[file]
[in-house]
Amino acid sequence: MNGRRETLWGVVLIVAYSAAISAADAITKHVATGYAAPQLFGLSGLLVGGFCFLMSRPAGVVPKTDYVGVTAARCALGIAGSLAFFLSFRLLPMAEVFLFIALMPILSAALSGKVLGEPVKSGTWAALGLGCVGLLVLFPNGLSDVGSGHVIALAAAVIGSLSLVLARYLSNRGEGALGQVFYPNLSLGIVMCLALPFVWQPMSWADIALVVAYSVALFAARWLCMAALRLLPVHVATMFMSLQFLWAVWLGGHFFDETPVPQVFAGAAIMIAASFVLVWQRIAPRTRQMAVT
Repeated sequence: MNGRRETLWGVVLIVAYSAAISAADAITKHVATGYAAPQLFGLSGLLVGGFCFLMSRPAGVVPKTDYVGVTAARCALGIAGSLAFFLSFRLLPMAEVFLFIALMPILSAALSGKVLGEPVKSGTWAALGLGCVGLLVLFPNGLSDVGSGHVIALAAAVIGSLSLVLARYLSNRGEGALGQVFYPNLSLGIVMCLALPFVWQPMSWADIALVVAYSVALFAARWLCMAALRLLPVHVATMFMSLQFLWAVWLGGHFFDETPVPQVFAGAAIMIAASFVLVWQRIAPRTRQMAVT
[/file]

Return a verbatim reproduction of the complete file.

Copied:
[in-house]
Amino acid sequence: MNGRRETLWGVVLIVAYSAAISAADAITKHVATGYAAPQLFGLSGLLVGGFCFLMSRPAGVVPKTDYVGVTAARCALGIAGSLAFFLSFRLLPMAEVFLFIALMPILSAALSGKVLGEPVKSGTWAALGLGCVGLLVLFPNGLSDVGSGHVIALAAAVIGSLSLVLARYLSNRGEGALGQVFYPNLSLGIVMCLALPFVWQPMSWADIALVVAYSVALFAARWLCMAALRLLPVHVATMFMSLQFLWAVWLGGHFFDETPVPQVFAGAAIMIAASFVLVWQRIAPRTRQMAVT
Repeated sequence: MNGRRETLWGVVLIVAYSAAISAADAITKHVATGYAAPQLFGLSGLLVGGFCFLMSRPAGVVPKTDYVGVTAARCALGIAGSLAFFLSFRLLPMAEVFLFIALMPILSAALSGKVLGEPVKSGTWAALGLGCVGLLVLFPNGLSDVGSGHVIALAAAVIGSLSLVLARYLSNRGEGALGQVFYPNLSLGIVMCLALPFVWQPMSWADIALVVAYSVALFAARWLCMAALRLLPVHVATMFMSLQFLWAVWLGGHFFDETPVPQVFAGAAIMIAASFVLVWQRIAPRTRQMAVT